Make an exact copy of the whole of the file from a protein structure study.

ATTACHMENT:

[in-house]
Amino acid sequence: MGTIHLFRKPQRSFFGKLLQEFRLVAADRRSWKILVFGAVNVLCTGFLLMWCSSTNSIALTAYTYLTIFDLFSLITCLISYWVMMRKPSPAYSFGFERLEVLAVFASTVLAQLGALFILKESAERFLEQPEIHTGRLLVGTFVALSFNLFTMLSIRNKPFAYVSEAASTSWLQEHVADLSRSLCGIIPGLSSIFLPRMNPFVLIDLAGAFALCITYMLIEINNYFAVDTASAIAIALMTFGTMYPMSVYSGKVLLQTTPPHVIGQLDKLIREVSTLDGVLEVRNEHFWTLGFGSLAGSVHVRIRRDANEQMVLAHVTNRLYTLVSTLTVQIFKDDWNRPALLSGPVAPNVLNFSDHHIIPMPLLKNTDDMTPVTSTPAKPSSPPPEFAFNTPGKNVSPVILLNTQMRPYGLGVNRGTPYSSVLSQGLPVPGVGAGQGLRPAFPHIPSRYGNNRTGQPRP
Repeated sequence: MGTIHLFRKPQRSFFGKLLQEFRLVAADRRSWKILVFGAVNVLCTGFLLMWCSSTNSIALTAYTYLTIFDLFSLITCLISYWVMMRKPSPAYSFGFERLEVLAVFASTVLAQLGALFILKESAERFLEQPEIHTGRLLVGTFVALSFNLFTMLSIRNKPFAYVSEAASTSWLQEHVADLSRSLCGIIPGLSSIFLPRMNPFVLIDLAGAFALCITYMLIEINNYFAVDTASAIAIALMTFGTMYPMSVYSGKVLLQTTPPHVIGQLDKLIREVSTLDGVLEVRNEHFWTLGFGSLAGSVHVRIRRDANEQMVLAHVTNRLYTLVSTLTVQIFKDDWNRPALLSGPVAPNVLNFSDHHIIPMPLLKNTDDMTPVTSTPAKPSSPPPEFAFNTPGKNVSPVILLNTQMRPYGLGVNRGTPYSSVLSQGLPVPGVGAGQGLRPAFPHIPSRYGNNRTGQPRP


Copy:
[in-house]
Amino acid sequence: MGTIHLFRKPQRSFFGKLLQEFRLVAADRRSWKILVFGAVNVLCTGFLLMWCSSTNSIALTAYTYLTIFDLFSLITCLISYWVMMRKPSPAYSFGFERLEVLAVFASTVLAQLGALFILKESAERFLEQPEIHTGRLLVGTFVALSFNLFTMLSIRNKPFAYVSEAASTSWLQEHVADLSRSLCGIIPGLSSIFLPRMNPFVLIDLAGAFALCITYMLIEINNYFAVDTASAIAIALMTFGTMYPMSVYSGKVLLQTTPPHVIGQLDKLIREVSTLDGVLEVRNEHFWTLGFGSLAGSVHVRIRRDANEQMVLAHVTNRLYTLVSTLTVQIFKDDWNRPALLSGPVAPNVLNFSDHHIIPMPLLKNTDDMTPVTSTPAKPSSPPPEFAFNTPGKNVSPVILLNTQMRPYGLGVNRGTPYSSVLSQGLPVPGVGAGQGLRPAFPHIPSRYGNNRTGQPRP
Repeated sequence: MGTIHLFRKPQRSFFGKLLQEFRLVAADRRSWKILVFGAVNVLCTGFLLMWCSSTNSIALTAYTYLTIFDLFSLITCLISYWVMMRKPSPAYSFGFERLEVLAVFASTVLAQLGALFILKESAERFLEQPEIHTGRLLVGTFVALSFNLFTMLSIRNKPFAYVSEAASTSWLQEHVADLSRSLCGIIPGLSSIFLPRMNPFVLIDLAGAFALCITYMLIEINNYFAVDTASAIAIALMTFGTMYPMSVYSGKVLLQTTPPHVIGQLDKLIREVSTLDGVLEVRNEHFWTLGFGSLAGSVHVRIRRDANEQMVLAHVTNRLYTLVSTLTVQIFKDDWNRPALLSGPVAPNVLNFSDHHIIPMPLLKNTDDMTPVTSTPAKPSSPPPEFAFNTPGKNVSPVILLNTQMRPYGLGVNRGTPYSSVLSQGLPVPGVGAGQGLRPAFPHIPSRYGNNRTGQPRP